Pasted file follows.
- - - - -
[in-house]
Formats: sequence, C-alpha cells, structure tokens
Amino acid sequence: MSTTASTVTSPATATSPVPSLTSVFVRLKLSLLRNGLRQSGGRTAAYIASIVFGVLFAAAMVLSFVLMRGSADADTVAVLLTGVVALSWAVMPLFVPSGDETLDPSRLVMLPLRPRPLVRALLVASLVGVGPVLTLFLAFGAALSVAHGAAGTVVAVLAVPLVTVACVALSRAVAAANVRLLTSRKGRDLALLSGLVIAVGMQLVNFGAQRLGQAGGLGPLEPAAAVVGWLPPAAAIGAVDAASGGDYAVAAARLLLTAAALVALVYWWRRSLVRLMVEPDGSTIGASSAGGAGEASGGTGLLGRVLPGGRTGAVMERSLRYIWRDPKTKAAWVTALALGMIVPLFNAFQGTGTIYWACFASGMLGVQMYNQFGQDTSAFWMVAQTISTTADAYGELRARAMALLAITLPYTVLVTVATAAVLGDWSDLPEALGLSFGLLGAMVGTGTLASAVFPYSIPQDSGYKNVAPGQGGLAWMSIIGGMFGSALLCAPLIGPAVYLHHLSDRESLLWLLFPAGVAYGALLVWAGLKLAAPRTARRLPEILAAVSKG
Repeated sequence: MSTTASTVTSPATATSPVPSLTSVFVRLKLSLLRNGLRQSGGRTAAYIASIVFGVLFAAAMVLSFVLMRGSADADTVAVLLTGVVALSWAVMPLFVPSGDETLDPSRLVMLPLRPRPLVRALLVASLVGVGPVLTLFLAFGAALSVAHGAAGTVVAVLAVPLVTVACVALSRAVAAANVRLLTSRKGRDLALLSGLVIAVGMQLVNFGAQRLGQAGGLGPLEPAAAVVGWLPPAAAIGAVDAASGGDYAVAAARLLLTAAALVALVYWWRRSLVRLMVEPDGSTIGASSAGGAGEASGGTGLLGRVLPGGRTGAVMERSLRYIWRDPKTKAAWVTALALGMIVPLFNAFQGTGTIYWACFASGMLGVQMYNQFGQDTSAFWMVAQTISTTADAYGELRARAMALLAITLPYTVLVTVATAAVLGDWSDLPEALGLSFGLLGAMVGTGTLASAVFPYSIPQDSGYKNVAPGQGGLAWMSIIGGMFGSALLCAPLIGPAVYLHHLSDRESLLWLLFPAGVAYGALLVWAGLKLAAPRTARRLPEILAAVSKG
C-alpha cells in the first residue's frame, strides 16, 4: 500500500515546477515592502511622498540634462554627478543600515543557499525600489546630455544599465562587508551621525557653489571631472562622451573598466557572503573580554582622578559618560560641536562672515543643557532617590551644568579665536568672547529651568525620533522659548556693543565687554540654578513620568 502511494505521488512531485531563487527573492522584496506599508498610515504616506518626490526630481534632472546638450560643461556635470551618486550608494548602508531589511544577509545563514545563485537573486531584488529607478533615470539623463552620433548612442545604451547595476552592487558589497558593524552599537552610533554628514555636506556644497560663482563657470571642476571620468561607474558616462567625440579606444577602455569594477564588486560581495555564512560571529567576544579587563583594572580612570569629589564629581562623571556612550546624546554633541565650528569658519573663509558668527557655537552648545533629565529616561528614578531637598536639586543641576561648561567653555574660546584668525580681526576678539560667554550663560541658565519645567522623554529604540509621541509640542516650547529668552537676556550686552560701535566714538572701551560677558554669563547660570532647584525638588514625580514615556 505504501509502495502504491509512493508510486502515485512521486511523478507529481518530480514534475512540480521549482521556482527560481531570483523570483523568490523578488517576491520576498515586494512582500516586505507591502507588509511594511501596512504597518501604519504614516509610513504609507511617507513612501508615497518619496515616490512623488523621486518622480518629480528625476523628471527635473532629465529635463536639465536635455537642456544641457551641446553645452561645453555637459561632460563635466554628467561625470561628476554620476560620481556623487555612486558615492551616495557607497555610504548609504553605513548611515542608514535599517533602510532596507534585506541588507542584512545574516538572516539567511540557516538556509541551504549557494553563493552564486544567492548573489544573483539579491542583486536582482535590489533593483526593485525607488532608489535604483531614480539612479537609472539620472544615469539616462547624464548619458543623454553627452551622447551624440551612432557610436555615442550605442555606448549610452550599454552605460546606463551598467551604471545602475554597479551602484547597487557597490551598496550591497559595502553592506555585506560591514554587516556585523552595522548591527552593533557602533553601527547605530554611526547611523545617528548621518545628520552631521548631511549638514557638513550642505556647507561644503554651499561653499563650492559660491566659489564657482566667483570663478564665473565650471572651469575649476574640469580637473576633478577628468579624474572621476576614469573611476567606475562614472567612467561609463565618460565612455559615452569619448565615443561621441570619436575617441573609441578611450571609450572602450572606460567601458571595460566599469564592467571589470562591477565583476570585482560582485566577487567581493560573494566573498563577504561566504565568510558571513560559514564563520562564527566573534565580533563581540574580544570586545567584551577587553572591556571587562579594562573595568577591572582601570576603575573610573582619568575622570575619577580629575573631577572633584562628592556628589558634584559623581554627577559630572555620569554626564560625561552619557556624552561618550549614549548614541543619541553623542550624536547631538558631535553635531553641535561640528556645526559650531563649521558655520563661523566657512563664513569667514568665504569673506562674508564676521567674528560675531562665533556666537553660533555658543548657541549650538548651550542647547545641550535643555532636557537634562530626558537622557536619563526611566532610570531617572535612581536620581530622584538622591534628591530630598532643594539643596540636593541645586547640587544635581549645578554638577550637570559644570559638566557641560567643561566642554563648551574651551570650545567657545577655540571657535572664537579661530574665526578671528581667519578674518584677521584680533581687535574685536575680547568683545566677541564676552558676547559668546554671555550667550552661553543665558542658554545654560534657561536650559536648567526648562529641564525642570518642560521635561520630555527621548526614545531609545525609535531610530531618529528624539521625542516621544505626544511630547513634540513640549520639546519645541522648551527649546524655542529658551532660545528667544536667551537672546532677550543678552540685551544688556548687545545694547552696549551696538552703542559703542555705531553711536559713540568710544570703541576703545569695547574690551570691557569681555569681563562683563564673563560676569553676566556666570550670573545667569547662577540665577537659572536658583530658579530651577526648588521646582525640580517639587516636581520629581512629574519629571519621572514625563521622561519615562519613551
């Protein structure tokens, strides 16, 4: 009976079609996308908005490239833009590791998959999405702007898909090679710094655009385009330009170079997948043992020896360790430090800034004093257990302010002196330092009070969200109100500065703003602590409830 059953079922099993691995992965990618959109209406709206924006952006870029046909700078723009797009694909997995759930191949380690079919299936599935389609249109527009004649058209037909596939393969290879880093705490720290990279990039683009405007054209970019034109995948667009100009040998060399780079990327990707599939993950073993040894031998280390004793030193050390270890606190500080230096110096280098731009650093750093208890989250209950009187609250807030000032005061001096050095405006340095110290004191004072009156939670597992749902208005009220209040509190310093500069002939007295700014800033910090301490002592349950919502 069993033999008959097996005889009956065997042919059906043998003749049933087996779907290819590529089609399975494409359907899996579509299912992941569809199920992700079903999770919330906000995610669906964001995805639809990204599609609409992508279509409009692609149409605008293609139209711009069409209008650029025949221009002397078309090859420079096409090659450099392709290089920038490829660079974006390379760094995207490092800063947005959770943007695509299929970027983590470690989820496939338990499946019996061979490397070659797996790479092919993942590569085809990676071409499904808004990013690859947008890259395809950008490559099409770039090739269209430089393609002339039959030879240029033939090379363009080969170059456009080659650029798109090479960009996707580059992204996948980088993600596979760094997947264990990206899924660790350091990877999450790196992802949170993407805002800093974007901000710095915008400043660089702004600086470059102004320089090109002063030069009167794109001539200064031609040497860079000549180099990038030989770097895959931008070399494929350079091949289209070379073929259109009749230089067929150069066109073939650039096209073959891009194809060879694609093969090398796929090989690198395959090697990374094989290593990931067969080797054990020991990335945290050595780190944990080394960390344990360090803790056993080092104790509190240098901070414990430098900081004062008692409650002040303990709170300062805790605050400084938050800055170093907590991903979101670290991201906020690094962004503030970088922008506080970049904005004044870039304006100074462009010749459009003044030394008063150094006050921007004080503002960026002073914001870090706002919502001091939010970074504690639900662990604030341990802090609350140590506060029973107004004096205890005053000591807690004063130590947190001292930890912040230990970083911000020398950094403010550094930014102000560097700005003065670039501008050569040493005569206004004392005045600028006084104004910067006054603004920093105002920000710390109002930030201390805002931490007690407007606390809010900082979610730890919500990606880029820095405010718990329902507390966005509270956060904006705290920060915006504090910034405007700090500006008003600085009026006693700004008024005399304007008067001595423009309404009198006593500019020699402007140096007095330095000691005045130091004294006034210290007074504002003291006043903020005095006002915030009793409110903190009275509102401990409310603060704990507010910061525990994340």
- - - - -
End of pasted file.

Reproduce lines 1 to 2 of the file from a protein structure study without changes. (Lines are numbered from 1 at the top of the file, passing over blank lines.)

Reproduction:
[in-house]
Formats: sequence, C-alpha cells, structure tokens